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Internal EPA Probe Finds 97 Percent of Data at One Superfund Site Unreliable, Showing Signs of Manipulation

By:
Chris Gaetano
Published Date:
Apr 13, 2018
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The results of an internal probe by the Environmental Protection Agency found that 97 percent of the data from a company contracted to clean up a superfund site in San Francisco showed signs of manipulation and even outright fabrication and could not be trusted, according to Curbed. The Public Employees for Environmental Responsibility (PEER), which obtained the internal report through a Freedom of Information Act request, said that this is one of the largest eco frauds in history, rivaled only by the Volkswagen emissions scandal. The review was a followup on a previous report that made the less-dramatic-but-still-worrisome conclusion that 49 percent of the data could not be trusted. 

Specifically, the matter involves the cleanup of the San Francisco Naval Shipyard, which had been declared a superfund site (sites so polluted the federal government can compel the responsible party to either clean it or fund the cleanup) in 1994. A company called Tetra Tech had been contracted to perform the work in 2005. In 2014 the company admitted that it had falsified soil samples, but had been allowed to continue work on the site after it blamed the matter on low-level employees. Following this, however, more whistleblowers began coming forward with allegations of widespread and systemic fraud that the internal review seems to have substantiated.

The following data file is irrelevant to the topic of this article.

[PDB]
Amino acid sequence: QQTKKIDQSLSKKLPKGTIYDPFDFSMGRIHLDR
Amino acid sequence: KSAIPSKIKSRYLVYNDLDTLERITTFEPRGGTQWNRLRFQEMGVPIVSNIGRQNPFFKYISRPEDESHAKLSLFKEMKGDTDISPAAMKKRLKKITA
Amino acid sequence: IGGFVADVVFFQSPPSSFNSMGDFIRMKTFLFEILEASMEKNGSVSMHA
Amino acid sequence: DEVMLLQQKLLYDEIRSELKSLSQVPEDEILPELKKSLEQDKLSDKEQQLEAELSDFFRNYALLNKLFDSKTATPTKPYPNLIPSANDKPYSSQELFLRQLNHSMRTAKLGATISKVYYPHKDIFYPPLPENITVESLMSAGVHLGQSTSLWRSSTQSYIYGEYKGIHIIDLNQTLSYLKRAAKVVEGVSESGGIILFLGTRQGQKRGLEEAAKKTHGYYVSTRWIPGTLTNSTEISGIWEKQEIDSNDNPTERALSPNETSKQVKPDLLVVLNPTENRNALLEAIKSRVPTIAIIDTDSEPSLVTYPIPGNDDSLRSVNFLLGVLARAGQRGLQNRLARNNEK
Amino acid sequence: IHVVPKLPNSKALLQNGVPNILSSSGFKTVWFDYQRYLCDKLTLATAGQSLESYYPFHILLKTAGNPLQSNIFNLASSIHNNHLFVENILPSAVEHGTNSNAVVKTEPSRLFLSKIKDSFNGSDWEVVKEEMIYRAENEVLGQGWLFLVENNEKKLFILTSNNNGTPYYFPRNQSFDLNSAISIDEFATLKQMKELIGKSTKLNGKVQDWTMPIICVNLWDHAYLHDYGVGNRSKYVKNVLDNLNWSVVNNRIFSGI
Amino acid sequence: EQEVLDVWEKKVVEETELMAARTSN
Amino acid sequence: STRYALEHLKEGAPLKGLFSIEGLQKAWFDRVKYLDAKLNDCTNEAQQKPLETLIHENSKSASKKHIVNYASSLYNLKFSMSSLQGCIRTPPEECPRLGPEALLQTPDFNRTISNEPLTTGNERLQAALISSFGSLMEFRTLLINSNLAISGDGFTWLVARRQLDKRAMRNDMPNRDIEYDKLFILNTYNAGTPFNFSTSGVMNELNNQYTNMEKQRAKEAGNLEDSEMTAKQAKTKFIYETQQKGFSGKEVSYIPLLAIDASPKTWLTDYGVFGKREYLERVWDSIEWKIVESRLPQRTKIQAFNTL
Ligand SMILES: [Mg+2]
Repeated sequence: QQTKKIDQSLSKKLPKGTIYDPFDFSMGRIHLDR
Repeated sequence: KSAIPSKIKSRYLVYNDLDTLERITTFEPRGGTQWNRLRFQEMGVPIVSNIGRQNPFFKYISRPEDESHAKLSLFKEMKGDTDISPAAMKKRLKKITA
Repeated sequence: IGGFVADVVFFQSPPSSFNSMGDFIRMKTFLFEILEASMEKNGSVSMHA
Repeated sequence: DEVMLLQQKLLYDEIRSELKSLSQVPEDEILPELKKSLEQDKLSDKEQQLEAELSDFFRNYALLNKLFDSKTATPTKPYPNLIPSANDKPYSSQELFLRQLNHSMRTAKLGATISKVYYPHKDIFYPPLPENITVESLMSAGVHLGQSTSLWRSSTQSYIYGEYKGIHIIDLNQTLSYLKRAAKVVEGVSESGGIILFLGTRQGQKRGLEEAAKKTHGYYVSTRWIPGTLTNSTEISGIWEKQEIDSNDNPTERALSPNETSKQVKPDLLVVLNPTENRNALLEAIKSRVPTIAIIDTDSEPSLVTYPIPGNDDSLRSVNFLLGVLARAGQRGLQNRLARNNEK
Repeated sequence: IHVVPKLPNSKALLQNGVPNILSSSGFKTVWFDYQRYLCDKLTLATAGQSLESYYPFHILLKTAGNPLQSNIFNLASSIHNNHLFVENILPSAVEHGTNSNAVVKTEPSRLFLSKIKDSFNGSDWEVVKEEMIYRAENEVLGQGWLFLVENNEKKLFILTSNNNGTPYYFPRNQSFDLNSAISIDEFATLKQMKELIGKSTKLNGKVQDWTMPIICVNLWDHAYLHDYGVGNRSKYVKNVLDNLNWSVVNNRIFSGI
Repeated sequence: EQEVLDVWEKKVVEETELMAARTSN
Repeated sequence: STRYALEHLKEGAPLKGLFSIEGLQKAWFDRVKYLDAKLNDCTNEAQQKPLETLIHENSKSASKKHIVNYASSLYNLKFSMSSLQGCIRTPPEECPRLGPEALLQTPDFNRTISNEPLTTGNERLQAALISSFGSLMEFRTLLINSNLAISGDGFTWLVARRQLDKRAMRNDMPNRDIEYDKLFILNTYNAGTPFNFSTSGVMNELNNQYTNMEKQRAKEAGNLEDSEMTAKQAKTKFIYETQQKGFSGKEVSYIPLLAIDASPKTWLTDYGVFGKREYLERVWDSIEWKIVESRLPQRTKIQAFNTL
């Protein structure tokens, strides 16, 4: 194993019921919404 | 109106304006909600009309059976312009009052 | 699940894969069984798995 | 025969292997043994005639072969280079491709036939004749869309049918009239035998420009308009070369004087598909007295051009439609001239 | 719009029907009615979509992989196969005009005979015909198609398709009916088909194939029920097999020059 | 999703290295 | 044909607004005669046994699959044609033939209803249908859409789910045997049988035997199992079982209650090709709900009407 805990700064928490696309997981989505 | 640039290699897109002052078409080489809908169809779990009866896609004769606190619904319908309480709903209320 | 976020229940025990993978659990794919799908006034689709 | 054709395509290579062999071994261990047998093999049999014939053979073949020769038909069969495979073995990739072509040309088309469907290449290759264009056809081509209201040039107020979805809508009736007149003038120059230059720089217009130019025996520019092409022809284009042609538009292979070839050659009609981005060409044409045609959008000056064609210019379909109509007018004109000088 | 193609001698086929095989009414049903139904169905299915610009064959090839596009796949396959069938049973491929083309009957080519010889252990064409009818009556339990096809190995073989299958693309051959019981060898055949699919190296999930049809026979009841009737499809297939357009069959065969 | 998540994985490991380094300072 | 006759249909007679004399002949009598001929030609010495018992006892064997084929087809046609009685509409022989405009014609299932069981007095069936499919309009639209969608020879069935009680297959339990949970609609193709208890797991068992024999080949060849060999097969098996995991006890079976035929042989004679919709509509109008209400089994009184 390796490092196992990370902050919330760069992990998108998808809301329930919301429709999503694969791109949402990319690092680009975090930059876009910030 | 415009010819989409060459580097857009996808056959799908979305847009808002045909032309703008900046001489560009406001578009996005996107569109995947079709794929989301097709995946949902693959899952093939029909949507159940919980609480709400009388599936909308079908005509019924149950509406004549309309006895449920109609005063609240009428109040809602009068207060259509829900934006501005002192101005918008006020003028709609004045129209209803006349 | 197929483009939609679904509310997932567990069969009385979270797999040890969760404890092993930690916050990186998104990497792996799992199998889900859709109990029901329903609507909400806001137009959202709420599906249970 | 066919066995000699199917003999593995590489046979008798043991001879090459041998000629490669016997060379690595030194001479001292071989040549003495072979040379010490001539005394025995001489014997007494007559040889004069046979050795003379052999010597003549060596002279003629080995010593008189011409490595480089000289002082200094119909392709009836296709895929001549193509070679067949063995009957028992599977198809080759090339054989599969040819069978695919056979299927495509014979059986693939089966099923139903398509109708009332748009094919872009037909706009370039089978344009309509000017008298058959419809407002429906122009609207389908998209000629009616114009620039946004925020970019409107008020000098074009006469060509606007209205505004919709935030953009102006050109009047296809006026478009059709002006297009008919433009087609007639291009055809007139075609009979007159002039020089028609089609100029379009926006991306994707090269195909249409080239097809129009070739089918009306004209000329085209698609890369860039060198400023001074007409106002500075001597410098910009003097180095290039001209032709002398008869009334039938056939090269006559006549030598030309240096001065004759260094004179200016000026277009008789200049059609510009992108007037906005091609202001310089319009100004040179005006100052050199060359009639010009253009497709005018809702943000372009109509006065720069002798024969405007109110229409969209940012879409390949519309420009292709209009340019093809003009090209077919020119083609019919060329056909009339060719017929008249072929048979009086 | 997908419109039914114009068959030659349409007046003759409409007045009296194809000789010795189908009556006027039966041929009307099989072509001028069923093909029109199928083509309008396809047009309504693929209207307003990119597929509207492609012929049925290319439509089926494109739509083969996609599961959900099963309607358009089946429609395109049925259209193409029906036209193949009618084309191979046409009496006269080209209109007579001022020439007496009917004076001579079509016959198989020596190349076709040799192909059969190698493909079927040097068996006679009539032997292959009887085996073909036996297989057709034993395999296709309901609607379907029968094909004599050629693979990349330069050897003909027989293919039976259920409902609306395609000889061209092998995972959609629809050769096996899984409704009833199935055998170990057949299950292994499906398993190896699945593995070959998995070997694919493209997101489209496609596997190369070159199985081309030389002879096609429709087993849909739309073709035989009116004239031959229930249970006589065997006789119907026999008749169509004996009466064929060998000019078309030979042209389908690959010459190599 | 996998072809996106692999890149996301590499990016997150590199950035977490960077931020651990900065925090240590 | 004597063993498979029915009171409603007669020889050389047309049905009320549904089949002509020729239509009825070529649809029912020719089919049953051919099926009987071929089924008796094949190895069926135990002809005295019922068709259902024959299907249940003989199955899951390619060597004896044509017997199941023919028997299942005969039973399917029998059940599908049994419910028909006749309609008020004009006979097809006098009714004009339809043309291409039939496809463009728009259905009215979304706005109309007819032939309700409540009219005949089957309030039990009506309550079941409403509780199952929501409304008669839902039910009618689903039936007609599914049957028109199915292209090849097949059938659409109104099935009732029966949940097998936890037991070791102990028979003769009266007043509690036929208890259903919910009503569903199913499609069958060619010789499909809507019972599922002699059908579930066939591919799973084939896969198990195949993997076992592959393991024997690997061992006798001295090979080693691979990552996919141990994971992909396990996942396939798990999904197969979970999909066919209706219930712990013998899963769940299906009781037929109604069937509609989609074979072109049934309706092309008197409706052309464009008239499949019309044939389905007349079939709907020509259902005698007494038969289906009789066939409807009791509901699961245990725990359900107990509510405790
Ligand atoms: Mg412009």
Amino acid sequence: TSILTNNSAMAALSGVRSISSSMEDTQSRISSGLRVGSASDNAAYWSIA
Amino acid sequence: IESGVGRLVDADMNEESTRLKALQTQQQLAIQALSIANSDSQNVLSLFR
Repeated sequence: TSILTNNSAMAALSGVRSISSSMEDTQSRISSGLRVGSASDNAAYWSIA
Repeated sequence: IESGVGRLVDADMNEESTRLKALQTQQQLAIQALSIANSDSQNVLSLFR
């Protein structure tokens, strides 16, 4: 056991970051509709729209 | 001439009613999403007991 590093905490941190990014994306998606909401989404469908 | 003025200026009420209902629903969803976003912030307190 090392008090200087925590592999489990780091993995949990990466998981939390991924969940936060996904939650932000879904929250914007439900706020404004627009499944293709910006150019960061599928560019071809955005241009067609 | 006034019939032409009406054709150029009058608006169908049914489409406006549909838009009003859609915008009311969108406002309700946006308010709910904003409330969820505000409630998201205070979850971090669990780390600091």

The report said that workers would pull soil samples from clean areas and try passing them off as soil from areas known to be dirty. They also improperly ran equipment on purpose, preventing scanners from detecting contamination. Beyond that, the company is also said to have faked chain-of-custody records and lab results. Overall, according to Curbed, $1 billion has already been spent on the cleanup, and if the conclusions of the internal report are accurate, than this means it was largely wasted money. While the company had been issued a $7,000 fine by the Nuclear Regulatory Commission, it managed to successfully appeal the decision. 

This summer the U.S. Navy is supposed to begin retesting the affected parcels, which are meant to eventually be part of a massive redevelopment project with 12,000 residential units as well as office and retail space. However there has yet to be a specific date as to when this work will begin.